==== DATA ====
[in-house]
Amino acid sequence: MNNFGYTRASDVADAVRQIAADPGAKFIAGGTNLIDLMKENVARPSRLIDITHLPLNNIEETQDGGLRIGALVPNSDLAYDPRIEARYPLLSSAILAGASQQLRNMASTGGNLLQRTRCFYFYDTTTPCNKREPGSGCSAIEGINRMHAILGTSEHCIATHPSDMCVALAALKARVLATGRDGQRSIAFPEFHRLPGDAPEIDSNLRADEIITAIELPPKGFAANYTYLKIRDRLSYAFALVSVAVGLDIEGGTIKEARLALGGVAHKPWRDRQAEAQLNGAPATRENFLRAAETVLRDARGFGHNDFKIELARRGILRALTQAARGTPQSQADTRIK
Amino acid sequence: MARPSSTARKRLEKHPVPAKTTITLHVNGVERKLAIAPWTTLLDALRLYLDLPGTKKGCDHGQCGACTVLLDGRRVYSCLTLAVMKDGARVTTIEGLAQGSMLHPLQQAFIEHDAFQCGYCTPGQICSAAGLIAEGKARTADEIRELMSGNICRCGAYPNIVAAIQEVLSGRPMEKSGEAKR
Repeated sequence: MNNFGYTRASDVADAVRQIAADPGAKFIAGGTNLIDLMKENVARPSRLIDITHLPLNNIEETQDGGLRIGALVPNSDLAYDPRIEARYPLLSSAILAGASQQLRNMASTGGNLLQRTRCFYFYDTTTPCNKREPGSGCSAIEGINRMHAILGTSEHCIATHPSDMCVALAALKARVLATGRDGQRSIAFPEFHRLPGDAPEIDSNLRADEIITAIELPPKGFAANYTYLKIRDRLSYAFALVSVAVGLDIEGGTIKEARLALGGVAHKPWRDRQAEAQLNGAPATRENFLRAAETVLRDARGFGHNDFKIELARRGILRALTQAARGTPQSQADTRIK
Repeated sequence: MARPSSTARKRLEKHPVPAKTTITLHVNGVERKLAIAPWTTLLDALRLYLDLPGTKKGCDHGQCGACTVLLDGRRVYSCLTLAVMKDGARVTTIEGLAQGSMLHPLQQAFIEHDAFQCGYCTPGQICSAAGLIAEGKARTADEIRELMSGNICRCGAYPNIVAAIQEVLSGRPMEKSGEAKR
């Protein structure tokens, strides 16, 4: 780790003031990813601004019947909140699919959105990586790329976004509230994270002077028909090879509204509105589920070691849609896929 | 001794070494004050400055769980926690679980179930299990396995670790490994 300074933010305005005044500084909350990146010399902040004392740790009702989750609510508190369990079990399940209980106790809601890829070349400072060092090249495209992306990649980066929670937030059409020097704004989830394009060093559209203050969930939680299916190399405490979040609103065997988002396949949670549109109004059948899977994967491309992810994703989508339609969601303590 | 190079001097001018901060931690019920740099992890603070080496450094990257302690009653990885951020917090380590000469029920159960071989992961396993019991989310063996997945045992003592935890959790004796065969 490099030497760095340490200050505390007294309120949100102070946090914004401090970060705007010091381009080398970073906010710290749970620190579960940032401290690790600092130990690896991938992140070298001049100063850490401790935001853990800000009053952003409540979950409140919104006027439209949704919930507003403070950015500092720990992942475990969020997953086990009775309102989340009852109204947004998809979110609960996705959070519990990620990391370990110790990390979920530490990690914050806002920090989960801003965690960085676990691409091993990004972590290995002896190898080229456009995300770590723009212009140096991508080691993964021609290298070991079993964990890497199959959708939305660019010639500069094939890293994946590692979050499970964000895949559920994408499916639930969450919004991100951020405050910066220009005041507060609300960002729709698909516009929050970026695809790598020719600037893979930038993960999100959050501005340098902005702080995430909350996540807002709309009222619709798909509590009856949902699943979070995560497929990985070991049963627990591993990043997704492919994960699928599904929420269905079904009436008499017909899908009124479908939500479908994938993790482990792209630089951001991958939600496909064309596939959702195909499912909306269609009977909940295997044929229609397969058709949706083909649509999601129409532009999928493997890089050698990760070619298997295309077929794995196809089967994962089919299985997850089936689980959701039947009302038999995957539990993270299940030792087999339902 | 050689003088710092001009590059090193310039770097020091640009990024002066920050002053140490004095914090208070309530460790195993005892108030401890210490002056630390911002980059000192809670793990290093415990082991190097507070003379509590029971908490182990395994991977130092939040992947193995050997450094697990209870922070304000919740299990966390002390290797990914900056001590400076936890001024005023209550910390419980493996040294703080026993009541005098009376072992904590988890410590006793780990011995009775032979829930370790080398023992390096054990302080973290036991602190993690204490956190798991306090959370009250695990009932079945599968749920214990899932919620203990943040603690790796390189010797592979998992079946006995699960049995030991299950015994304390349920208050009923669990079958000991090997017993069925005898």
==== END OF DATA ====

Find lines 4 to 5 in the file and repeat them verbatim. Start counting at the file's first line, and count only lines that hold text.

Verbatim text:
Repeated sequence: MNNFGYTRASDVADAVRQIAADPGAKFIAGGTNLIDLMKENVARPSRLIDITHLPLNNIEETQDGGLRIGALVPNSDLAYDPRIEARYPLLSSAILAGASQQLRNMASTGGNLLQRTRCFYFYDTTTPCNKREPGSGCSAIEGINRMHAILGTSEHCIATHPSDMCVALAALKARVLATGRDGQRSIAFPEFHRLPGDAPEIDSNLRADEIITAIELPPKGFAANYTYLKIRDRLSYAFALVSVAVGLDIEGGTIKEARLALGGVAHKPWRDRQAEAQLNGAPATRENFLRAAETVLRDARGFGHNDFKIELARRGILRALTQAARGTPQSQADTRIK
Repeated sequence: MARPSSTARKRLEKHPVPAKTTITLHVNGVERKLAIAPWTTLLDALRLYLDLPGTKKGCDHGQCGACTVLLDGRRVYSCLTLAVMKDGARVTTIEGLAQGSMLHPLQQAFIEHDAFQCGYCTPGQICSAAGLIAEGKARTADEIRELMSGNICRCGAYPNIVAAIQEVLSGRPMEKSGEAKR